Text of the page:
Britain is said to be planning an overhaul of the asylum seeker system with an immigration rule that is set to resume soon after being put on hold for almost a year amid the pandemic.
An internal document seen by The Guardian says the Home Office will target for eviction from their accommodation and removal from Britain thousands of asylum seekers whose applications were turned down.
And in March Home Secretary Priti Patel announced plans to give asylum seekers who enter Britain through unofficial means - such as crossing the Channel by boat - fewer rights than those entering legally.
However, the UN has warned that such plans are cracking down on the rights of refugees, and human rights groups have blasted the decision.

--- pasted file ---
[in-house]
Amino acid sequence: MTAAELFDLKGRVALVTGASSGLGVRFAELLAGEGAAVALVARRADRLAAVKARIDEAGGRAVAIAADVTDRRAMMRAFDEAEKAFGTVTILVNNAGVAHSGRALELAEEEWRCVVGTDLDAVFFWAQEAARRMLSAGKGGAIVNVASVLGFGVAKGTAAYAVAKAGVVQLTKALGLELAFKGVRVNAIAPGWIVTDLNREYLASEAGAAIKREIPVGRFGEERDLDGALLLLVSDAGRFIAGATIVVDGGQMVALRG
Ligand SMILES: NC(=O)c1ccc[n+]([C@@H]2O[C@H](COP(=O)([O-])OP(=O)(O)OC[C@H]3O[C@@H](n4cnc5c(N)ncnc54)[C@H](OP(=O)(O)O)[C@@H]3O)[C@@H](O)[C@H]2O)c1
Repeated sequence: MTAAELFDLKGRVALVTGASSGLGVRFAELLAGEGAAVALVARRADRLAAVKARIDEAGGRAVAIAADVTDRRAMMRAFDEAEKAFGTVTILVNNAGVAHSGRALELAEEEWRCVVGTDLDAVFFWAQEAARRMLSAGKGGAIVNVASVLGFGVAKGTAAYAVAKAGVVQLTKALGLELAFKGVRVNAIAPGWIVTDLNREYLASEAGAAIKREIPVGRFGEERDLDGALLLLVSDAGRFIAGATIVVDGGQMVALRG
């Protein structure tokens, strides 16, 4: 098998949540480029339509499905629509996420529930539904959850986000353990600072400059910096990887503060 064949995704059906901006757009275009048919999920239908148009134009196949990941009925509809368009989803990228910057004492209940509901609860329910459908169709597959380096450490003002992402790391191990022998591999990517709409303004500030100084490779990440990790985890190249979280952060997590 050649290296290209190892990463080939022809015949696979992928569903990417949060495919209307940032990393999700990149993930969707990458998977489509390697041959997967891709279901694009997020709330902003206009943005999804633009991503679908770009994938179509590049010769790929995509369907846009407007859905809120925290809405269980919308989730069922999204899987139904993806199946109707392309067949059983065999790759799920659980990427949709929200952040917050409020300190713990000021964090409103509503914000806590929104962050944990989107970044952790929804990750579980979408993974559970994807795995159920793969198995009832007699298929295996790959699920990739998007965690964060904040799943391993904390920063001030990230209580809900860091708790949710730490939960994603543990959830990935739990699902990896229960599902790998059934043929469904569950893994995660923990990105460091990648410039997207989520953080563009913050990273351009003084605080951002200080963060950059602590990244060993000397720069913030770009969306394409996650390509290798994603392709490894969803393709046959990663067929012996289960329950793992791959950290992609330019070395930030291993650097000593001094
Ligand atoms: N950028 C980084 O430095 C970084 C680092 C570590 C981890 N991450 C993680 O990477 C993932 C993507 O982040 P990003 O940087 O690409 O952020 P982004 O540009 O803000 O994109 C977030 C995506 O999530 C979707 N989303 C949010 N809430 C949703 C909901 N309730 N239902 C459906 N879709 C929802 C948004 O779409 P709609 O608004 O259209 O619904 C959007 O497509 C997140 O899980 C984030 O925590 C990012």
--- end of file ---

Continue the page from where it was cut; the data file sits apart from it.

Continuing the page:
The UN Refugee Agency said such a move to create a discriminatory two-tier asylum system risked breaching international legal commitments.
The interim chief executive of Refugee Action, Tim Noar Hilton, said: "Kicking people out on the streets at any time is appalling, but in a pandemic it's reckless and inhumane."
But a British government official explained: "We are reforming the asylum system so it is fair but firm, welcoming those who come to the UK through safe and legal routes while cracking down on criminal gangs that facilitate these dangerous and illegal journeys."